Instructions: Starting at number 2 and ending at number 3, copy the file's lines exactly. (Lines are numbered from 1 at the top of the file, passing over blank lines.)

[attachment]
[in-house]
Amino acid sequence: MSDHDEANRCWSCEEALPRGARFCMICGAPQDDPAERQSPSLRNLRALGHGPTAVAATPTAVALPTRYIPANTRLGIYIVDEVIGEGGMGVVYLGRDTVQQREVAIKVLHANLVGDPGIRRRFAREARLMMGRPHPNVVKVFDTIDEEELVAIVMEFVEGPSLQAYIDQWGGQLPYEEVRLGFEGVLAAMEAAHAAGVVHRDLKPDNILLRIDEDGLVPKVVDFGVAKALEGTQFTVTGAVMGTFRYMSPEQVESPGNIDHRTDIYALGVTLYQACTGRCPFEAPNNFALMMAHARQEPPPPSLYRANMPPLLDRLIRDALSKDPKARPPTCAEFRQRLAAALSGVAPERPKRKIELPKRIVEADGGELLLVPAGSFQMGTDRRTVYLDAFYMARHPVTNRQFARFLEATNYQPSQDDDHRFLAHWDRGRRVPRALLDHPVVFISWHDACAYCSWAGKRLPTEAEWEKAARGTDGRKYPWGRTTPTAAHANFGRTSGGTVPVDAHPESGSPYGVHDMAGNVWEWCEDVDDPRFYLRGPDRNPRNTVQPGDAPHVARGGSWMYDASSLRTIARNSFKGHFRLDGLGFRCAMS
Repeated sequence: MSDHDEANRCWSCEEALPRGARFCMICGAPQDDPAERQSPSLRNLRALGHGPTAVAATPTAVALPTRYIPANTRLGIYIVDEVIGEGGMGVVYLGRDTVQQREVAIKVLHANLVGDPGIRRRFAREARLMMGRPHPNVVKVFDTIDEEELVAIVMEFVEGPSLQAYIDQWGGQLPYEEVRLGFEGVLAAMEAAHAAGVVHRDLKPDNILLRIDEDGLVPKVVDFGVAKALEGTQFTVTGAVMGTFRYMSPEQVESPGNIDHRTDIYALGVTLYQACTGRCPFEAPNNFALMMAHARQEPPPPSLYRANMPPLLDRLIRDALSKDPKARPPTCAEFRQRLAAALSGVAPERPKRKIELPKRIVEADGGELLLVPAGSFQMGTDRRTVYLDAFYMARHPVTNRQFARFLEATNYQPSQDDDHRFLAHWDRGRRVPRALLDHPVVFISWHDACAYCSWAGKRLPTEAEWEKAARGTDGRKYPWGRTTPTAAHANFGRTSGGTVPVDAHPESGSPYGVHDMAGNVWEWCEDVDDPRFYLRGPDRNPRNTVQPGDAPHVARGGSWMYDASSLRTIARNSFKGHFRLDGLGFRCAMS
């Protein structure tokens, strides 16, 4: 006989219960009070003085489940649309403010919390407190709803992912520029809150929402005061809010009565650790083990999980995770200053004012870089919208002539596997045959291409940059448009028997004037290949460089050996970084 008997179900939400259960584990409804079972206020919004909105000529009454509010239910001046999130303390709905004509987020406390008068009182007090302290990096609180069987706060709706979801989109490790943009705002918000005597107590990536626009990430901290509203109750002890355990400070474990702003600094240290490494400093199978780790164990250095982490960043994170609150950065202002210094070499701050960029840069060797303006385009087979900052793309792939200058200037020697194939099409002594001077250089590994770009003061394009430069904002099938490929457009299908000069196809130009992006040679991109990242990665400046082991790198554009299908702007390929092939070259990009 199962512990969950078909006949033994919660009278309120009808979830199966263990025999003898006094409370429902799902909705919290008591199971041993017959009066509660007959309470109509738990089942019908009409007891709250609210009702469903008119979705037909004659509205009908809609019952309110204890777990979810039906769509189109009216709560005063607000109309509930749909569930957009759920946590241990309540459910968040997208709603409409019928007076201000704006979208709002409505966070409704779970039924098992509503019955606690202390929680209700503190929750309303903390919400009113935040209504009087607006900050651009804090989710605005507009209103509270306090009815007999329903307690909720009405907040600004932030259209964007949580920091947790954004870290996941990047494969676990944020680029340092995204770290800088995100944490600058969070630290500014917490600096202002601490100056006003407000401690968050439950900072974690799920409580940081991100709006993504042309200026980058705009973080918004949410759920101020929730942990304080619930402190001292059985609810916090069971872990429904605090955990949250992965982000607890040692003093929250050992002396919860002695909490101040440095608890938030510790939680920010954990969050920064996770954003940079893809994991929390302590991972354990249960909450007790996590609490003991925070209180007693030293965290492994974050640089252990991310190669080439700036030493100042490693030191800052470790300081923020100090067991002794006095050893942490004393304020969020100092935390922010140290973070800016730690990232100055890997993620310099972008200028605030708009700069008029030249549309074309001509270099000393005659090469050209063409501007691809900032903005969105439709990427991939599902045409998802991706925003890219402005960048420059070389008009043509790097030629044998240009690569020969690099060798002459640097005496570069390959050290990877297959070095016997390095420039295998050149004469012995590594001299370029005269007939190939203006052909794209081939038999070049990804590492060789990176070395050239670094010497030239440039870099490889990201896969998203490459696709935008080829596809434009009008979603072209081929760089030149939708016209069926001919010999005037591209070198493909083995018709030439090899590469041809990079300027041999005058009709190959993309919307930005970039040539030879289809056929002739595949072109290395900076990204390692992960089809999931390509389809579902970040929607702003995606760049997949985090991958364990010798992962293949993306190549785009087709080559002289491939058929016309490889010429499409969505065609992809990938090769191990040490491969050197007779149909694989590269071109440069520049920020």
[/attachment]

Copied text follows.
Amino acid sequence: MSDHDEANRCWSCEEALPRGARFCMICGAPQDDPAERQSPSLRNLRALGHGPTAVAATPTAVALPTRYIPANTRLGIYIVDEVIGEGGMGVVYLGRDTVQQREVAIKVLHANLVGDPGIRRRFAREARLMMGRPHPNVVKVFDTIDEEELVAIVMEFVEGPSLQAYIDQWGGQLPYEEVRLGFEGVLAAMEAAHAAGVVHRDLKPDNILLRIDEDGLVPKVVDFGVAKALEGTQFTVTGAVMGTFRYMSPEQVESPGNIDHRTDIYALGVTLYQACTGRCPFEAPNNFALMMAHARQEPPPPSLYRANMPPLLDRLIRDALSKDPKARPPTCAEFRQRLAAALSGVAPERPKRKIELPKRIVEADGGELLLVPAGSFQMGTDRRTVYLDAFYMARHPVTNRQFARFLEATNYQPSQDDDHRFLAHWDRGRRVPRALLDHPVVFISWHDACAYCSWAGKRLPTEAEWEKAARGTDGRKYPWGRTTPTAAHANFGRTSGGTVPVDAHPESGSPYGVHDMAGNVWEWCEDVDDPRFYLRGPDRNPRNTVQPGDAPHVARGGSWMYDASSLRTIARNSFKGHFRLDGLGFRCAMS
Repeated sequence: MSDHDEANRCWSCEEALPRGARFCMICGAPQDDPAERQSPSLRNLRALGHGPTAVAATPTAVALPTRYIPANTRLGIYIVDEVIGEGGMGVVYLGRDTVQQREVAIKVLHANLVGDPGIRRRFAREARLMMGRPHPNVVKVFDTIDEEELVAIVMEFVEGPSLQAYIDQWGGQLPYEEVRLGFEGVLAAMEAAHAAGVVHRDLKPDNILLRIDEDGLVPKVVDFGVAKALEGTQFTVTGAVMGTFRYMSPEQVESPGNIDHRTDIYALGVTLYQACTGRCPFEAPNNFALMMAHARQEPPPPSLYRANMPPLLDRLIRDALSKDPKARPPTCAEFRQRLAAALSGVAPERPKRKIELPKRIVEADGGELLLVPAGSFQMGTDRRTVYLDAFYMARHPVTNRQFARFLEATNYQPSQDDDHRFLAHWDRGRRVPRALLDHPVVFISWHDACAYCSWAGKRLPTEAEWEKAARGTDGRKYPWGRTTPTAAHANFGRTSGGTVPVDAHPESGSPYGVHDMAGNVWEWCEDVDDPRFYLRGPDRNPRNTVQPGDAPHVARGGSWMYDASSLRTIARNSFKGHFRLDGLGFRCAMS